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Judges affirm denial of credit time for man on electronic monitoring

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After evaluating the statutory provisions concerning sentencing, electronic monitoring and deferral programs, the Indiana Court of Appeals ruled it was within the trial court’s discretion to deny a man credit time toward his sentence for time he spent on electronic monitoring while participating in a drug court program.

In Cory L. Meadows v. State of Indiana, 39A01-1305-CR-215, Cory Meadows argued at his hearing on the state’s petition to terminate his participation in the drug court program that he should receive credit for the time served while on electronic monitoring. Meadows entered into a plea agreement on two counts of forgery and admitted to violating probation. As part of his plea agreement, he would enter the drug court program. If he successfully completed the program, the state would dismiss the charges and the notice of probation violation.

“Here, Meadows was placed into a deferral program under Indiana Code section 33-23-16-14. Indiana Code chapter 33-23-16 does not provide for the application of credit time. Therefore, with no mandate in place with regard to the grant or denial of credit time in this instance, the trial court is free to exercise its discretion,” Senior Judge John Sharpnack wrote, pointing to Molden v. State, 750 N.E.2d 488, 449 (Ind. Ct. App. 2001). “Here, Meadows voluntarily agreed to participate in the drug court program. Failure to successfully complete the program would result in conviction and sentence, but successful completion of the program would result in complete dismissal of all charges and pending probation violations. Drug court deferral programs provide an opportunity for those qualified to avoid conviction and sentence, but only if they comply with the conditions of the program.

“The policies related to facilitating the presence at trial of a person charged (i.e., confinement awaiting trial or sentencing) or to applying appropriate punitive measures after conviction (i.e., imprisoned for a crime) do not apply to drug court deferral. To allow credit time to a person who fails to comply with deferral conditions diminishes the value of such programs in that the incentive to comply is undermined by the reward for failure,” he wrote.
 

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  1. Just an aside, but regardless of the outcome, I 'm proud of Judge William Hughes. He was the original magistrate on the Home place issue. He ruled for Home Place, and was primaried by Brainard for it. Their tool Poindexter failed to unseat Hughes, who won support for his honesty and courage throughout the county, and he was reelected Judge of Hamilton County's Superior Court. You can still stand for something and survive. Thanks, Judge Hughes!

  2. CCHP's real accomplishment is the 2015 law signed by Gov Pence that basically outlaws any annexation that is forced where a 65% majority of landowners in the affected area disagree. Regardless of whether HP wins or loses, the citizens of Indiana will not have another fiasco like this. The law Gov Pence signed is a direct result of this malgovernance.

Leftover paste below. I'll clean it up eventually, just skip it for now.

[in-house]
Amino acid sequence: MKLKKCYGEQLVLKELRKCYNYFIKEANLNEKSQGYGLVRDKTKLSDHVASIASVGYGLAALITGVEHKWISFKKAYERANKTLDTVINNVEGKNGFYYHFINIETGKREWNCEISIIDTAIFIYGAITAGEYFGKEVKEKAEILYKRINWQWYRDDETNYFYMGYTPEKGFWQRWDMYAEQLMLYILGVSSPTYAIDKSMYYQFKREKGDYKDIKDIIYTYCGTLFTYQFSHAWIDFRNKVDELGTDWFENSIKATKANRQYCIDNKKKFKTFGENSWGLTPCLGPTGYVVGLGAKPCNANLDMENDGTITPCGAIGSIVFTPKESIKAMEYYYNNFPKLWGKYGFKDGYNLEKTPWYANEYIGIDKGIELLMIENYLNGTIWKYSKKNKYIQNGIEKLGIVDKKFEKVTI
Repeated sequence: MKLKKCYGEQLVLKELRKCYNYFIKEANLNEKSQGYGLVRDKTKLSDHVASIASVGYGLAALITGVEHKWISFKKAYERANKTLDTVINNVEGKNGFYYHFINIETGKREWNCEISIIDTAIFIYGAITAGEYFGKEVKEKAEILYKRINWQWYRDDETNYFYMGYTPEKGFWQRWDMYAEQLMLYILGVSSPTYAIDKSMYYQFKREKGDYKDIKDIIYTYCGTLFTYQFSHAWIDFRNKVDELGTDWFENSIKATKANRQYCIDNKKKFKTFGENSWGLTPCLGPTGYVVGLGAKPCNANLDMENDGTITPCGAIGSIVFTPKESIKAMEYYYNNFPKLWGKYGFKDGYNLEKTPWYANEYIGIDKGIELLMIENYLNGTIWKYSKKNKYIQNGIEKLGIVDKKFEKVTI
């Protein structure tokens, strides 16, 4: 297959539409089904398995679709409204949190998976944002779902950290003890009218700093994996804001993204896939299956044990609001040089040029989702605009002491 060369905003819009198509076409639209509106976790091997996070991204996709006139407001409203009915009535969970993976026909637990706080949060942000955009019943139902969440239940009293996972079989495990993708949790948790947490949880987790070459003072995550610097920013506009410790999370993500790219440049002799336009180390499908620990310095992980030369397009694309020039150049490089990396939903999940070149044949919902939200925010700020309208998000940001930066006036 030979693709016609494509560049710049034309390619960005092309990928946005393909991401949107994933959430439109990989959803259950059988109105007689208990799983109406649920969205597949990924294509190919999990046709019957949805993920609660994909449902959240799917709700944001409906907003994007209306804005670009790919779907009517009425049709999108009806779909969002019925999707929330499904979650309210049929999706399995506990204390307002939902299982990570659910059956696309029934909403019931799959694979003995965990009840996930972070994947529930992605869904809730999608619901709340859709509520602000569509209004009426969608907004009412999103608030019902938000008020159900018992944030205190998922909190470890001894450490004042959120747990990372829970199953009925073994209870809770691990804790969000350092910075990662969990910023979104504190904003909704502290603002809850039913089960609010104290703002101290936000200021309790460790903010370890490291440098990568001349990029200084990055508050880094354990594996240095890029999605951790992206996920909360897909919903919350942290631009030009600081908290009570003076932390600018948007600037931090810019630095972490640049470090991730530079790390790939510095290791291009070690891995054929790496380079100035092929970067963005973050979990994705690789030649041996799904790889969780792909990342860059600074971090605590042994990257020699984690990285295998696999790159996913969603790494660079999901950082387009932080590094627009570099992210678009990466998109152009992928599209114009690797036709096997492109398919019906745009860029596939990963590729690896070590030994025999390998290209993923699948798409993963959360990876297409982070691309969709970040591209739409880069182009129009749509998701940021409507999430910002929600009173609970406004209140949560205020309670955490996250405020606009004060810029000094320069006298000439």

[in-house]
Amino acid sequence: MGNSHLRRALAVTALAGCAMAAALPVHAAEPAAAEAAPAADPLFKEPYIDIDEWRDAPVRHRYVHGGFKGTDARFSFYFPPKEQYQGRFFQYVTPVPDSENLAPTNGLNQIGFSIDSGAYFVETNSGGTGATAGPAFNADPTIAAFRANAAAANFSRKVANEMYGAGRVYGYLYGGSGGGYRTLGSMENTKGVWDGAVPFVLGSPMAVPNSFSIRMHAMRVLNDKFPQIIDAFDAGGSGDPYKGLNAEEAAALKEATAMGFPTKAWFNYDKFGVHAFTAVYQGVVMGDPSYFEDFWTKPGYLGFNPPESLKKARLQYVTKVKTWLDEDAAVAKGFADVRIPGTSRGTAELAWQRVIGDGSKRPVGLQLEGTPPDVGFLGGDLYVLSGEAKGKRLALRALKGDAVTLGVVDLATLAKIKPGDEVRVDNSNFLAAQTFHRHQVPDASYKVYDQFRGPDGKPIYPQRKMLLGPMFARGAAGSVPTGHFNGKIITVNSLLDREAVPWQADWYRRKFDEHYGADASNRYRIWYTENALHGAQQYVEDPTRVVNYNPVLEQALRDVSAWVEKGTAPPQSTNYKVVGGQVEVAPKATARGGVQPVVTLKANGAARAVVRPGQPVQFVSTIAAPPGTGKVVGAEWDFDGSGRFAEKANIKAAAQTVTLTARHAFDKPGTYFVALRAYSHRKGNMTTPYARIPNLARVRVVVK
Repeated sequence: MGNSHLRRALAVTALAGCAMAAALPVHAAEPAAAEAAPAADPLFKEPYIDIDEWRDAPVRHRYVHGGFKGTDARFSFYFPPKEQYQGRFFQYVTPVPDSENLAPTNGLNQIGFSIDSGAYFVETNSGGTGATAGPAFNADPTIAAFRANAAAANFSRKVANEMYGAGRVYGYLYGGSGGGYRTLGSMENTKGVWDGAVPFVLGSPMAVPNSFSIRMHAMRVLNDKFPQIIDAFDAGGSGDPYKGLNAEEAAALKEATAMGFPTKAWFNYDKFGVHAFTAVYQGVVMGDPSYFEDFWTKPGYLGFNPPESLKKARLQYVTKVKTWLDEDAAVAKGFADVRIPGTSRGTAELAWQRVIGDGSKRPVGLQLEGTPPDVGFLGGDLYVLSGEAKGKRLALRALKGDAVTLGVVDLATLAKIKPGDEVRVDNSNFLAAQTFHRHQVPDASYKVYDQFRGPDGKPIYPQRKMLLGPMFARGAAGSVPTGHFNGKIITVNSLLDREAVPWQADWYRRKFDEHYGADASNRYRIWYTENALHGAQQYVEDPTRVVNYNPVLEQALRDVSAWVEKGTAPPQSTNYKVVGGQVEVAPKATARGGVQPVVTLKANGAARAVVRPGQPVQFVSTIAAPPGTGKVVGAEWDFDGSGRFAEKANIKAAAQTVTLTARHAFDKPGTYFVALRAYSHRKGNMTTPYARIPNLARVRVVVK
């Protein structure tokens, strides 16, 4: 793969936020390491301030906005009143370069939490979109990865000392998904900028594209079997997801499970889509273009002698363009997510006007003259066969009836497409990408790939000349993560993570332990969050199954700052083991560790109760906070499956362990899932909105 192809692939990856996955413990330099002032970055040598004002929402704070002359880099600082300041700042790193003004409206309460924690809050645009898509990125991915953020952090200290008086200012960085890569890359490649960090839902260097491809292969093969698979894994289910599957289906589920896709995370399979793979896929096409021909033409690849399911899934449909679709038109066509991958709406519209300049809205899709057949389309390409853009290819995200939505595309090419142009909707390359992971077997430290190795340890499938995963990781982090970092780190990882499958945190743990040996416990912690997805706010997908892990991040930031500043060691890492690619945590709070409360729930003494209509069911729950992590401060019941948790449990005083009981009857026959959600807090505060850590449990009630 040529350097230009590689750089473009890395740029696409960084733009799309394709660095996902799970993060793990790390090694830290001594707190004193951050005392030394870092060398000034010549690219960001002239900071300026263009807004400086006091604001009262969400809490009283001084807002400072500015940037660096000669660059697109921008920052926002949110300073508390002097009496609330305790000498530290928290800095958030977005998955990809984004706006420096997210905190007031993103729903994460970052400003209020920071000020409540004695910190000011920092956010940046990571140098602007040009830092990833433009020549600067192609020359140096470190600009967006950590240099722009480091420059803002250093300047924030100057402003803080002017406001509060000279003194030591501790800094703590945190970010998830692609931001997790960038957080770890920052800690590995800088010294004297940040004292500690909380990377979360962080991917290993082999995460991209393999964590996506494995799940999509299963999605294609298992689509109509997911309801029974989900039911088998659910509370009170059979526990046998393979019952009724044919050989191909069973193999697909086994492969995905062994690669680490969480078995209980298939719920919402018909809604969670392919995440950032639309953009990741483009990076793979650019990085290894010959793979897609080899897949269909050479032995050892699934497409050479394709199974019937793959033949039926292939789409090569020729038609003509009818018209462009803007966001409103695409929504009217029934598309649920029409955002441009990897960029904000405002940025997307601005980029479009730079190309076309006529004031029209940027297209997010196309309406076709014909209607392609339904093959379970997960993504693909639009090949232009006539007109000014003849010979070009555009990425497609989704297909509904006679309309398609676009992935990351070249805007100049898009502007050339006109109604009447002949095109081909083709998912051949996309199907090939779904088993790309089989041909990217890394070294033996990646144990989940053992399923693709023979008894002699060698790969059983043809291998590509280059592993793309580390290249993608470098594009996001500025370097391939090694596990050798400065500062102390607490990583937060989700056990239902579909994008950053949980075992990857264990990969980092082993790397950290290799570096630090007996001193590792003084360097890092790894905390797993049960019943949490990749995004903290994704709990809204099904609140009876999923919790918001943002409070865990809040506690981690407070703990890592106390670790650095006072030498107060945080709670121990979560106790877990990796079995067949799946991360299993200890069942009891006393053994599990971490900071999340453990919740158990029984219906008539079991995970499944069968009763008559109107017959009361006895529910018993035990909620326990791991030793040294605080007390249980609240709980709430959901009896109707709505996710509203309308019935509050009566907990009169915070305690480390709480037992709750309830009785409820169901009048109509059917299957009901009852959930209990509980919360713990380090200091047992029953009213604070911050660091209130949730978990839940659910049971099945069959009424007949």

3. I gave tempparry guardship to a friend of my granddaughter in 2012. I went to prison. I had custody. My daughter went to prison to. We are out. My daughter gave me custody but can get her back. She was not order to give me custody . but now we want granddaughter back from friend. She's 14 now. What rights do we have

  4. This sure is not what most who value good governance consider the Rule of Law to entail: "In a letter dated March 2, which Brizzi forwarded to IBJ, the commission dismissed the grievance “on grounds that there is not reasonable cause to believe that you are guilty of misconduct.”" Yet two month later reasonable cause does exist? (Or is the commission forging ahead, the need for reasonable belief be damned? -- A seeming violation of the Rules of Profession Ethics on the part of the commission) Could the rule of law theory cause one to believe that an explanation is in order? Could it be that Hoosier attorneys live under Imperial Law (which is also a t-word that rhymes with infamy) in which the Platonic guardians can do no wrong and never owe the plebeian class any explanation for their powerful actions. (Might makes it right?) Could this be a case of politics directing the commission, as celebrated IU Mauer Professor (the late) Patrick Baude warned was happening 20 years ago in his controversial (whisteblowing) ethics lecture on a quite similar topic: http://www.repository.law.indiana.edu/cgi/viewcontent.cgi?article=1498&context=ilj

  5. I have a case presently pending cert review before the SCOTUS that reveals just how Indiana regulates the bar. I have been denied licensure for life for holding the wrong views and questioning the grand inquisitors as to their duties as to state and federal constitutional due process. True story: https://www.scribd.com/doc/299040839/2016Petitionforcert-to-SCOTUS Shorter, Amici brief serving to frame issue as misuse of govt licensure: https://www.scribd.com/doc/312841269/Thomas-More-Society-Amicus-Brown-v-Ind-Bd-of-Law-Examiners

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